During The New York Times’s 4 p.m. news meeting on Tuesday, a gathering that draws top editors from the paper, the culture editor described a story for the next day’s paper that included a connection to a Times article from over a century ago

The current article reported about a secret inscription rumored to have been added to a watch belonging to Abraham Lincoln. On Tuesday, the Smithsonian’s National Museum of American History revealed that it had opened the watch and confirmed the presence of the hidden message.

“Basically, as an aside, the culture editor said: ‘Interestingly, the Times wrote an article on the jeweler [who made the engraving] in 1906 in which he discussed the inscription. But it turns out he had it wrong’,” says Greg Brock, a Times senior editor and the person in charge of the paper’s corrections.

The assembled editors shared a chuckle about the mistake from roughly a century ago. Brock, however, immediately locked eyes with Craig Whitney, the paper’s standards editor and his boss. “We both kind of raised our eyebrows as if to say. ‘Hmm, maybe we should…’,” he says.

They did. On Wednesday, the paper published a correction to the erroneous article from 1906:

An article on April 30, 1906, about a New York watch repairer, Jonathan Dillon, who recalled secretly inscribing Abraham Lincoln’s watch while working on it in a Washington jewelry store in 1861, misstated part of the inscription, using information from Mr. Dillon (who the article noted had, at eighty-four, “a remarkable memory.”) The inscription reads:



“Jonathan Dillon April 13- 1861 Fort Sumpter was attacked by the rebels on the above date J Dillon. April 13- 1861 Washington thank God we have a government Jonth Dillon.”

The inscription does not say, as Mr. Dillon recalled in 1906: “The first gun is fired. Slavery is dead. Thank God we have a President who at least will try.” (Besides misspelling Sumter, Mr. Dillon also inscribed the wrong date. The opening shot of the Civil War was on April 12.)

An article about the watch, which the Smithsonian opened on Tuesday to settle decades-long speculation about the inscription, is on Page C1.

Just five or ten years ago, editors were rarely, if ever, faced with decisions about whether or not to correct articles from years, decades, or even a century or more in the past. That began changing when Google’s search engine spidered its way into newspapers’ online archives.

The Times offers access to a range of free articles dating back to 1851. Other papers have also opened up sections of their archives to people and, by extension, search engines. One unforeseen consequence of these open archives is that people are contacting the Times and other papers to demand corrections to stories that were published long ago. This occasionally results in corrections such as this one from January of last year:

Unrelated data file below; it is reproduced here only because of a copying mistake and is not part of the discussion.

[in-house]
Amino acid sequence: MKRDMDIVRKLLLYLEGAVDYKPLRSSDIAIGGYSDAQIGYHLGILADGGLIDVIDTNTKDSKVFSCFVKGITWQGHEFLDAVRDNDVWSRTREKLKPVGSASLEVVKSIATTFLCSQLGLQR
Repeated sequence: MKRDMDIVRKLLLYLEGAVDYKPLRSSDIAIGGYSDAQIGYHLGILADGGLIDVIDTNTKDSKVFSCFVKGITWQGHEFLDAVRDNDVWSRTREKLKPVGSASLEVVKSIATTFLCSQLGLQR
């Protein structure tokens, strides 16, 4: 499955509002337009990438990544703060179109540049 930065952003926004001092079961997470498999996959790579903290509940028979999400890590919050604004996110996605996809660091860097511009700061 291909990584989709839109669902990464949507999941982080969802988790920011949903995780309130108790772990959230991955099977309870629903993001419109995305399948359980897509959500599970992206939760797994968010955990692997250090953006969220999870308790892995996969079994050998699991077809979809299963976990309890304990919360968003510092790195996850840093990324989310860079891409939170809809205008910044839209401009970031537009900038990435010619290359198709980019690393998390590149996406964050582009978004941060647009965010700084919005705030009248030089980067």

A Sports of The Times column on May 21, 1999, about the vocal presence of New York fans at the Georgia Dome in Atlanta for an N.B.A. playoff game between the Hawks and the Knicks, misspelled the surname of a fan from Howard Beach in Queens. He is Constantin Manta, not Marta. Mr. Manta pointed out the error in an e-mail message this week.

Brock says some weeks he receives a dozen archive correction requests from members of the public. Some are legitimate requests. Others strike Brock as being less so. One repeat caller warns Brock that she’ll sue the paper if he doesn’t change a reference to her race from the current “black” to “mixed race.”

Another woman has rung up Brock more than ten times to demand the paper correct a mention of her once wearing a size twelve dress. Brock notes that she saw the article—and the reference to her once being a size twelve—when it first appeared and never raised an objection. “But now that it is popping up on Google, she is mortified … she’s never worn more than a size eight, so she [feels she] is being humiliated by this article on the Web,” he says.

Craig Silverman is the editor of RegretTheError.com and the author of Regret The Error: How Media Mistakes Pollute the Press and Imperil Free Speech. He is also the editorial director of OpenFile.ca and a columnist for the Toronto Star.